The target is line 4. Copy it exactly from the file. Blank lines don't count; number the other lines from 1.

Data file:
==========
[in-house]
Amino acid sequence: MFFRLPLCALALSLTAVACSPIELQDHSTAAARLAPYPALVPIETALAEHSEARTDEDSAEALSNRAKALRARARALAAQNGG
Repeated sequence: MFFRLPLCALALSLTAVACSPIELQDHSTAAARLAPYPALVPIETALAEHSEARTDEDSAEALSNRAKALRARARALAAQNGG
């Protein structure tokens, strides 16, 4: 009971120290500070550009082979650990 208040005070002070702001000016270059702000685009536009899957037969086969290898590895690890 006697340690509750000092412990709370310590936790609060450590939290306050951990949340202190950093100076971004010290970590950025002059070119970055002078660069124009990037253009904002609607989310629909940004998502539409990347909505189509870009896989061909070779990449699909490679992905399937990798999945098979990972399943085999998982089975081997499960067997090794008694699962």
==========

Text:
């Protein structure tokens, strides 16, 4: 009971120290500070550009082979650990 208040005070002070702001000016270059702000685009536009899957037969086969290898590895690890 006697340690509750000092412990709370310590936790609060450590939290306050951990949340202190950093100076971004010290970590950025002059070119970055002078660069124009990037253009904002609607989310629909940004998502539409990347909505189509870009896989061909070779990449699909490679992905399937990798999945098979990972399943085999998982089975081997499960067997090794008694699962």